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Healthcare Logistics: How Technology Helps Manage Medical Supply Chains

When it comes to medicine, on-time delivery can literally save someone’s life. Not only do medical products have to be transported on schedule, they must also be stored and handled correctly at every stage of the journey. To make sure hospitals and clinics have what they need to treat patients, medical supply chains must be closely managed and optimized for utmost performance.

This article talks about the unique challenges of healthcare logistics management and explains how technology can make it more efficient. So whether you are a medical/pharma company looking for ways to enhance your supply chain or a logistics business expanding your range of services, we hope you’ll get valuable insights from reading.

What is healthcare logistics?

Healthcare logistics involves managing the flow of medical supplies, pharmaceuticals, and medical devices from manufacturers to healthcare facilities and, ultimately, to patients. It also relates to handling other healthcare-related items such as lab specimens, organs, veterinary medicinal products, etc.

Logistics is a critical part of the healthcare system because it ensures that the right products arrive in the proper condition, at the right time, and in the right place. This is vital for patient care, as delays or errors can lead to disrupted treatment, increased healthcare costs, or even harm to patients.

For you as a company that deals with medical shipments, mishandling can also have serious business outcomes, impacting your bottom line, brand image, and market share. So setting up the right supply chain workflows is crucial – and that’s where technology comes to the rescue.

Before we discuss which tech advancements can support and enhance your operations, let’s define the main complexities of medical supply chains.

Healthcare logistics needs and challenges

As medical shipments travel from the manufacturing plant or other place of origin to their destination, they pass through a variety of environments and handlers. The healthcare industry is unique in terms of the numerous regulations that define strict handling guidelines for every stage of their lifetime. Many medical products are temperature-dependent, some are hazardous, and some have a very short shelf-life.

Because of their variety, different healthcare items heve multiple journey scenarios. For example, blood samples or other specimens obtained in a clinic must be packaged right there and transported to the nearest lab with no storage needed. On the other hand, say, pharmaceuticals are manufactured in a factory, packaged, transported to a warehouse for storage, and then shipped to a hospital, pharmacy, or patient.

How cold chains work in general
How cold chains work in general

However, whatever their journey stages are, there are some common pain points relevant to almost any type of medical product, i.e.,

  • control of temperature and other conditions,
  • respecting the expiration dates,
  • tracking shipments and monitoring their condition, and
  • regulatory compliance.

Please note that in our overview, we’ll focus on the industry-specific challenges, but it’s important to be mindful about other complexities typical for any supply chain, such as demand planning, space optimization, or supplier management.

You can refer to the Transportation section of our blog to gain insights into tech-driven warehouse management, inventory management, transportation management, and other logistics aspects.

Control of temperature and other conditions

As per, over 95 percent of all approved biologics and 90 percent of all vaccines are temperature-sensitive. It means that it’s critical to maintain strict temperature requirements when storing, handling, and transporting such medical products.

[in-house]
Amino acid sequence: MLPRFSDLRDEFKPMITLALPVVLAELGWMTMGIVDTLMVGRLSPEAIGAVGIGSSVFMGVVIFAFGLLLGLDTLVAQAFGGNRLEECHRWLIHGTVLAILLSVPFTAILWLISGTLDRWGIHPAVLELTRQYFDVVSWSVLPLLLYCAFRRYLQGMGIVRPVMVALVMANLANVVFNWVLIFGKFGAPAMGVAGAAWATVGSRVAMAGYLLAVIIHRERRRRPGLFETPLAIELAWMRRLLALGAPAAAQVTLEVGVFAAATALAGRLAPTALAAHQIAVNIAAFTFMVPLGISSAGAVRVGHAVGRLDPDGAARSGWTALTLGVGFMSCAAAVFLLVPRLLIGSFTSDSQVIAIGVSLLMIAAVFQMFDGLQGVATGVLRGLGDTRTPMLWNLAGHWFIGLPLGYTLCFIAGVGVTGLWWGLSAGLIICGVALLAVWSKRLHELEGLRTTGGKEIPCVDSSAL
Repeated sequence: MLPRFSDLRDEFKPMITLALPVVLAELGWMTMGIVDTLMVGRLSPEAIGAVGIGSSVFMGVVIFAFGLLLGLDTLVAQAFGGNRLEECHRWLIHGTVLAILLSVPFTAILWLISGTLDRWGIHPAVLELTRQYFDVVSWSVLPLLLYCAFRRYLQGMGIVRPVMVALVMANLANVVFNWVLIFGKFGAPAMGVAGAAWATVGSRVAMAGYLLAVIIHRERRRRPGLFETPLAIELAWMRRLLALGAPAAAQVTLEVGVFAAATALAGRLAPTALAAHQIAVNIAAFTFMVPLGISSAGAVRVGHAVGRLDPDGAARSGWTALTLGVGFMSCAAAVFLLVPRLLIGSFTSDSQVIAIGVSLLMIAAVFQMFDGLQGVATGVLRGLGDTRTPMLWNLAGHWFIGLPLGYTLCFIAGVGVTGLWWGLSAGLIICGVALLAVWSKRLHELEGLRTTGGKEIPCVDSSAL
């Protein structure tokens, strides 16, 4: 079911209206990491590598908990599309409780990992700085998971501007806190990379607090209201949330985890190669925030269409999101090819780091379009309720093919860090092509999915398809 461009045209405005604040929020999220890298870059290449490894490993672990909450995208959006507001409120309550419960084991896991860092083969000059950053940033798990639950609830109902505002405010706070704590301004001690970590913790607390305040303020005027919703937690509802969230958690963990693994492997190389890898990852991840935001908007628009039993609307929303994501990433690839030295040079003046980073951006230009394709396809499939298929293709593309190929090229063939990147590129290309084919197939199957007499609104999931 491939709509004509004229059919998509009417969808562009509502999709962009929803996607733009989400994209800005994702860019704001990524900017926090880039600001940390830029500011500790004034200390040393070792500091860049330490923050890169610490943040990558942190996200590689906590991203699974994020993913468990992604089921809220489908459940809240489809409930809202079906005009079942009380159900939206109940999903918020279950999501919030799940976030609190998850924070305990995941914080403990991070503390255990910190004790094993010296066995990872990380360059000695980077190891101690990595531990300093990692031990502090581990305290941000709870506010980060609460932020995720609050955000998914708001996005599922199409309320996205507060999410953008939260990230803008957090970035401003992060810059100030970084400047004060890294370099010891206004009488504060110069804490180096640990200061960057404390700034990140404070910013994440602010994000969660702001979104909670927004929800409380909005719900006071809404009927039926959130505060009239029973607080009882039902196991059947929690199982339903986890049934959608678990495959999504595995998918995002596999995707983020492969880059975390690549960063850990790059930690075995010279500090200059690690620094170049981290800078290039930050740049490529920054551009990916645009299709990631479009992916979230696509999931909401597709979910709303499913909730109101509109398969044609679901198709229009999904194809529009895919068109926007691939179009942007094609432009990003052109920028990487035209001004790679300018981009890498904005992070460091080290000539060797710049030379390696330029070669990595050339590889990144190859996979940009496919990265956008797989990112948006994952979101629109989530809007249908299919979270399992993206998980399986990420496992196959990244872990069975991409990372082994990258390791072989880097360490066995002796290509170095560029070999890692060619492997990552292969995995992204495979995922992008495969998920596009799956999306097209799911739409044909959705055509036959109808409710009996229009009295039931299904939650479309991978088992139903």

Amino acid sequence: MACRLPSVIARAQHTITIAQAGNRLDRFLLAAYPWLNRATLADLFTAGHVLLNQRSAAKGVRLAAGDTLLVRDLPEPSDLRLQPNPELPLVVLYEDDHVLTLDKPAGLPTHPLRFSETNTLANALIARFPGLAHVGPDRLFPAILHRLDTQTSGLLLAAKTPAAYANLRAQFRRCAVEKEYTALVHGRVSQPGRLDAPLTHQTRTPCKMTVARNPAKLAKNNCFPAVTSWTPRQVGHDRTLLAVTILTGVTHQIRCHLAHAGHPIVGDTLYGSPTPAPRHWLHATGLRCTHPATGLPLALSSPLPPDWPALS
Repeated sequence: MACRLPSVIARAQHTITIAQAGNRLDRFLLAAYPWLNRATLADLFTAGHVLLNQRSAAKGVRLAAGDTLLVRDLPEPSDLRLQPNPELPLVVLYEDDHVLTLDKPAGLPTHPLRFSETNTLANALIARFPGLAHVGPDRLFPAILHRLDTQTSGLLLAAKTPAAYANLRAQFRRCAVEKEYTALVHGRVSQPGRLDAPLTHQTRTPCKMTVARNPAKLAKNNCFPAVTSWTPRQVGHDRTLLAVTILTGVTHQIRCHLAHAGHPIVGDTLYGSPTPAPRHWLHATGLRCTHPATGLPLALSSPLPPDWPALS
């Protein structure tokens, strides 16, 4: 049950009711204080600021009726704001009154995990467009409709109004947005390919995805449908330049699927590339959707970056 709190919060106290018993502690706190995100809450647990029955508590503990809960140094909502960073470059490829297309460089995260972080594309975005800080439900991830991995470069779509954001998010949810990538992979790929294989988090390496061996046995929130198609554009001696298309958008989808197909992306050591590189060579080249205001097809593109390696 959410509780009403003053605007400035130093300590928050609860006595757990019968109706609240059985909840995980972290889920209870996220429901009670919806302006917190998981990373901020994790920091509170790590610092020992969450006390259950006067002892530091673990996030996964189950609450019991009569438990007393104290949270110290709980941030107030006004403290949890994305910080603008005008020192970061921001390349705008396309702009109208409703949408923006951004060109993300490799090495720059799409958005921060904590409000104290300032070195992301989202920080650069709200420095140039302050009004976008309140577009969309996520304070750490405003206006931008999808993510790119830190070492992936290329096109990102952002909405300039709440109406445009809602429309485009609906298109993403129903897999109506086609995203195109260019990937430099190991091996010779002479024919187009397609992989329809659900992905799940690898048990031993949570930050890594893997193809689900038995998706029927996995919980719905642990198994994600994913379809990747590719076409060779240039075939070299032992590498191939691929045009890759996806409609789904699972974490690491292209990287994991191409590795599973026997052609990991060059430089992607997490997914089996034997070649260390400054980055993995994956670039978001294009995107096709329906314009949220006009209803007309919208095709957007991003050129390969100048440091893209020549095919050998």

There are several standard temperature ranges:

  • controlled room temperature – 15° to 25°C (59° to 77°F),
  • cool storage – 8° to 15°C (46.4° to 59°F),
  • cold storage – 2° to 8°C (35.6° to 46.4°F),
  • fridge storage – -4˚C to 2˚C (24.8° to 35.6°F),
  • frozen storage – -15˚C to -20˚C (5° to -4°F),
  • ultra-frozen storage – -70˚C to -80˚C (-94° to -112°F), and
  • cryo storage – -160˚C (-256°F).

In addition to temperature limitations, humidity, ventilation, light, vibration, and other requirements often exist. Not to mention sterility, of course.

Plus you might also be dealing with highly active, radioactive, and hazardous materials that present special risks and require additional safety and security measures.

All these requirements are extremely difficult to comply with. Nearly half of Biopharma ColdChain Logistics Survey respondents reported multiple temperature excursions annually. The same research also mentions that IQVIA Institute for Human Data Science estimated loss in the pharma industry to be about $35 billion annually due to improper handling of temperature-sensitive medical shipments.

So one of the biggest challenges of healthcare logistics is maintaining the proper conditions throughout the entire shipment journey. Here’s what happens at different stages.

Storage. Depending on which type of medical products you deal with, your warehouse facility must have robust climate control to comply with standards. In most cases, there must be certified storage and loading areas that maintain the required conditions, such as walk-in cold rooms (WICR) or ultra-low temperature (ULT) freezers.

Also, many storage facilities implement a dry ice production system to supply this common cooling agent constantly.

Packaging. To transport temperature-sensitive medical products safely, they must be put in special containers. There are two main options.

Passive containers are basically insulated boxes that maintain the internal temperature with the help of special coolants (e.g., dry ice, gel packs, gel bottles, liquid nitrogen, etc.). Active containers, however, have electrically controlled cooling systems. They monitor the internal temperature with a connected sensor and automatically adjust the conditions to maintain a stable environment.

Transporting. In addition to proper packaging, sometimes, medical shipments demand specialized equipment known as reefers or freezers. Depending on the mode of transportation, it can be refrigerated trucks, railcars, cargo ships, and aircraft. If not only temperature but also humidity must be controlled, such equipment has to be capable of that as well.

Please read more about cold chain logistics and handling temperature-sensitive shipments in our dedicated article.